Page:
To summarize a week long trip from hundreds of pictures (I edited some 629 photos off my phone to 325 when I first got back) is not an easy feat. The statistics and stories shared by the folks who were gracious enough to host our VALOR cohort is still swirling in my head and in some undecipherable notes in my journal. Thank goodness I sketched a few, rather simple, pictures to go with them and stapled business cards on certain pages.
But as I opened my journal today, reflecting on notes taken from our May stateside trip to South Carolina and Georgia, I caught a whiff of lavender. Kind of entertaining knowing that sprig of dried lavender was a momento of our stop at White Hills Farms in Dearing, Georgia. Such a lovely stop, which had me saying “Namaste (No, Imma Stay) Here” for the rest of the trip. The soda water and lavender simple syrup was a delightful treat as well.
I enjoyed all the stops, including those to Happy Cow Creamery (and the milk samples), Titan Farms (their expansive broccoli fields, oh and 5000+ acres of peaches) and Yon Family Farms to name the first few. Its always great to see who fellow farmers are doing business in different areas of the country, what their adaptations are and how they find their niche in the industry. When I visit large farms like these, it makes my little 30-acre patch seem small, but we all find our ways of doing what we love to do, and how to do it best.
The stop at Comfort Farms reminded me a lot of why I farm. When you have a dream, or a passion about something, you should really run with it! The environment that this farm is offering to rehabilitating veterans is an inspirational story and a worthwhile community project. The farm to table meal provided while there was fresh and delicious. The rabbits were cute too!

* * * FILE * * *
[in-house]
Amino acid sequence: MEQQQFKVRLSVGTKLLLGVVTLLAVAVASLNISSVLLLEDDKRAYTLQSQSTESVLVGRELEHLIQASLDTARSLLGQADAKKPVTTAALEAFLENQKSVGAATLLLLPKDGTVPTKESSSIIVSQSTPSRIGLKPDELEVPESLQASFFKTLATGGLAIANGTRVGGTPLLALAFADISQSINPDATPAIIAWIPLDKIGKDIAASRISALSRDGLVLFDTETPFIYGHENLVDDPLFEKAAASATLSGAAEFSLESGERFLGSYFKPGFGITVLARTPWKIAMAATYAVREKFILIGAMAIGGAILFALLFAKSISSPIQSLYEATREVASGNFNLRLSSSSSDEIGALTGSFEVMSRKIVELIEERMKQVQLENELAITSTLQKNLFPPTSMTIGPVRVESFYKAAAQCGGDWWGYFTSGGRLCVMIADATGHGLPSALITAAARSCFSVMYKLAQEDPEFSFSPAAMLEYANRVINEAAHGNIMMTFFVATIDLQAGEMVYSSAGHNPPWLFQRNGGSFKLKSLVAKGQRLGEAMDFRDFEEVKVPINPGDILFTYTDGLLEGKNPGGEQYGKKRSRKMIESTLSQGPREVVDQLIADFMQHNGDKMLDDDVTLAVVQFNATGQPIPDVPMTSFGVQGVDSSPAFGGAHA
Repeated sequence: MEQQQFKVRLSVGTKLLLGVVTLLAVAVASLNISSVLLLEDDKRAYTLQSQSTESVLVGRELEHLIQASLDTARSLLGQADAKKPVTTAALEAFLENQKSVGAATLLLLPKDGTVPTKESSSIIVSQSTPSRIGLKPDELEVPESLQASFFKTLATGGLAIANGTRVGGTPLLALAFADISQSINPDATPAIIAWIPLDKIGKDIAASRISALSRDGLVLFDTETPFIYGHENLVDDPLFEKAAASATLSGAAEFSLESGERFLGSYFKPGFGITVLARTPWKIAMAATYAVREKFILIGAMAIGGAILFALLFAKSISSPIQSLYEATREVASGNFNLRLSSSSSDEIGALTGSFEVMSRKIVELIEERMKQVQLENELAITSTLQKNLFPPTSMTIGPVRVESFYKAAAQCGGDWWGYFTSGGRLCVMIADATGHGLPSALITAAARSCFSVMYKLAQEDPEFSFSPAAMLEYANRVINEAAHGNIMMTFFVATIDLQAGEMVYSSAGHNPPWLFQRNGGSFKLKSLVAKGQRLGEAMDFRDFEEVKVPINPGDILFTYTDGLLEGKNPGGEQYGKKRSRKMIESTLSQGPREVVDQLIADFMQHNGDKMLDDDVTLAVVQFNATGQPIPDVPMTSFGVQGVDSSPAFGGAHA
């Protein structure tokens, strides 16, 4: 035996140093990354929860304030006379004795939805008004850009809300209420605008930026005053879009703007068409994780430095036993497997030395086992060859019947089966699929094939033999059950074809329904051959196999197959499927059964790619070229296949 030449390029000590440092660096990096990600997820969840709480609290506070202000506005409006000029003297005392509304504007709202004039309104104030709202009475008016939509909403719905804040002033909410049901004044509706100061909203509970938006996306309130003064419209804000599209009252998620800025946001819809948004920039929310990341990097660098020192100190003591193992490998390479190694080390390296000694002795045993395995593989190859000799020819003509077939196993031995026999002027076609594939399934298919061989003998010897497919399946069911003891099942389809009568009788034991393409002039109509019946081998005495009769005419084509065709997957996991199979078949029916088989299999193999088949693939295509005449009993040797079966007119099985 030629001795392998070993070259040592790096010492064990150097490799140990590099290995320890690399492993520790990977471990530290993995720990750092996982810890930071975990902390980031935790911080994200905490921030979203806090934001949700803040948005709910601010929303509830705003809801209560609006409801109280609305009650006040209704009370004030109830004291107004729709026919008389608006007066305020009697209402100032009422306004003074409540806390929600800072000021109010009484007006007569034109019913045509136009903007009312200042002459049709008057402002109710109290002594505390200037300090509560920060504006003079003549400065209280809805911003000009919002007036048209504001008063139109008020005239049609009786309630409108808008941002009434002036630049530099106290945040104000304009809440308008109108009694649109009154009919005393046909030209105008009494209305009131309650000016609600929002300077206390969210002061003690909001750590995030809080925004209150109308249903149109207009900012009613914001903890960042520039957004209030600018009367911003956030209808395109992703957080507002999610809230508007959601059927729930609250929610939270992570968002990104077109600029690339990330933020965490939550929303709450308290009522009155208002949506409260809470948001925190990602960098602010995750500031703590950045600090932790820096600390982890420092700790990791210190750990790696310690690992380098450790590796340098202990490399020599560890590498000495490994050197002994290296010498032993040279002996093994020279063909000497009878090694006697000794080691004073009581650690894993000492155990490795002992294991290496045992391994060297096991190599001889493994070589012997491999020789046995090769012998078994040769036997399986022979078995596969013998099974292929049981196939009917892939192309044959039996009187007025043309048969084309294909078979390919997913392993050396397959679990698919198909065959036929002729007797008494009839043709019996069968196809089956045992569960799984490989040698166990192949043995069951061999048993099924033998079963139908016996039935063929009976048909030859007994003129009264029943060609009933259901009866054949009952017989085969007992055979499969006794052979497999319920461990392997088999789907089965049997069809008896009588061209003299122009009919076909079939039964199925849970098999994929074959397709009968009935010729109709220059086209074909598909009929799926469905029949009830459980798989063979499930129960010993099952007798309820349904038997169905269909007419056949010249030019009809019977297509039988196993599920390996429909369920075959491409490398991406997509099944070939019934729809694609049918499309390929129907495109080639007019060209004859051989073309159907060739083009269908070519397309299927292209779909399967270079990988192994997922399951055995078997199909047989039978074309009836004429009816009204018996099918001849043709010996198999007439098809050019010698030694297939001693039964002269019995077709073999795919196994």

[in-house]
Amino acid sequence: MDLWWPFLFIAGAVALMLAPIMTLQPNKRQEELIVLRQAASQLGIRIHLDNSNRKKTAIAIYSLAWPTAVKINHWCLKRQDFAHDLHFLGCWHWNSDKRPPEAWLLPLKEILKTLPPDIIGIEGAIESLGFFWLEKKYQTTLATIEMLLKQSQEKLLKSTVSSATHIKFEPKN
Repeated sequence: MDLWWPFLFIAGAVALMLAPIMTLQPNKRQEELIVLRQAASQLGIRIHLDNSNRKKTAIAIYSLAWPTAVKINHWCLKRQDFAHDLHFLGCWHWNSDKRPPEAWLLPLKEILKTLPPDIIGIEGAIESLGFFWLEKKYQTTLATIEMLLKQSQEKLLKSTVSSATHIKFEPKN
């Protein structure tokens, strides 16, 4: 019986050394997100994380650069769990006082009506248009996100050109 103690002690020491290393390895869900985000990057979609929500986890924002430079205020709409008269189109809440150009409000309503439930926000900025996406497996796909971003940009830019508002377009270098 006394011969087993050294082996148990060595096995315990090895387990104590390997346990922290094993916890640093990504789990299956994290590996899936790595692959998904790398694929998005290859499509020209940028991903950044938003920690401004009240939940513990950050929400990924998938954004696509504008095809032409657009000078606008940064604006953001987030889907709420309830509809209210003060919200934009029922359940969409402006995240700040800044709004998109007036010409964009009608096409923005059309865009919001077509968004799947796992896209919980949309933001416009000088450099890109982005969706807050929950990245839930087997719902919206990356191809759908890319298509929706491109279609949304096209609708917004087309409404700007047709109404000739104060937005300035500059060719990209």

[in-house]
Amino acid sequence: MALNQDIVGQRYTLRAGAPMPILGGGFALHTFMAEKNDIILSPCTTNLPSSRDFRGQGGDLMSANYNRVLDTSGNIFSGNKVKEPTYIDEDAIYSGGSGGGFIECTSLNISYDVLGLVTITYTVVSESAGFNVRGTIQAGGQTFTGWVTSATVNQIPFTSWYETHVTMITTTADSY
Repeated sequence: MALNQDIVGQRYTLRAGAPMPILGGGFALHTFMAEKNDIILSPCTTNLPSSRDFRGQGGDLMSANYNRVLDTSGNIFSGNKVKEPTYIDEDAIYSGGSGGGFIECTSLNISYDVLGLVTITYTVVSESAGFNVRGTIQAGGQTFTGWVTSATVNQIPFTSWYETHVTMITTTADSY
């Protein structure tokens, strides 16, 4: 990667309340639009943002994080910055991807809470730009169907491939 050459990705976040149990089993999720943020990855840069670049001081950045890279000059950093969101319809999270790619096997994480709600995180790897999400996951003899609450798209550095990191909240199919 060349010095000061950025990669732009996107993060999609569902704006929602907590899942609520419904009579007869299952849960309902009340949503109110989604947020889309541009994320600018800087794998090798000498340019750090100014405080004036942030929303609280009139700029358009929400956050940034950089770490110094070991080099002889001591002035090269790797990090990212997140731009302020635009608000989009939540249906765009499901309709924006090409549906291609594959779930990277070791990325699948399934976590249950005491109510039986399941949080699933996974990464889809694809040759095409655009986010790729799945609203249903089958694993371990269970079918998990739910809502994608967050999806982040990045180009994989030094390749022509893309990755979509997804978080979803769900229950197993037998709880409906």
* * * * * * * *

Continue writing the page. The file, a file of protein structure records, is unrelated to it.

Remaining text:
On to Generation Farms, where I’ve never seen so many onions in one spot, and learned the story behind what a true Vidalia onion is! It’s all about the place, and the time of year. A true test of beginner farming was shared at 920 Cattle & Company, owned by Jerrod and Becca. To see young folks working like crazy, raising a family and running farm based businesses (not just one but FOUR) make a body feel good – and tired. But its always good to know you aren’t in it alone, and there are others trucking right along with you. Their motivation to start out with little to no farming background is the determination and spirit we need to see in the next generation of farming families in this country. And the family sausage recipe they were fortunate to snag along with their meat processing facility is on point!
Adding in some water to our trip we stopped at the Port of Savannah, and watched a barge come in for unloading. The 1200-acre port was busy with trucks and forklifts and boats, all gathering and unloading cargo for transport. To think most of the cars we buy from overseas come through this port is pretty phenomenal. Their daily shipping unit record was set on January 30th of this year, where 12,660 units were loaded/unloaded in a single day!
I thoroughly enjoyed this session and learned a great deal from our stops as well as other fellows while we traveled together.
Now its back to VA, and seeing what Southwest has to offer – starting tomorrow!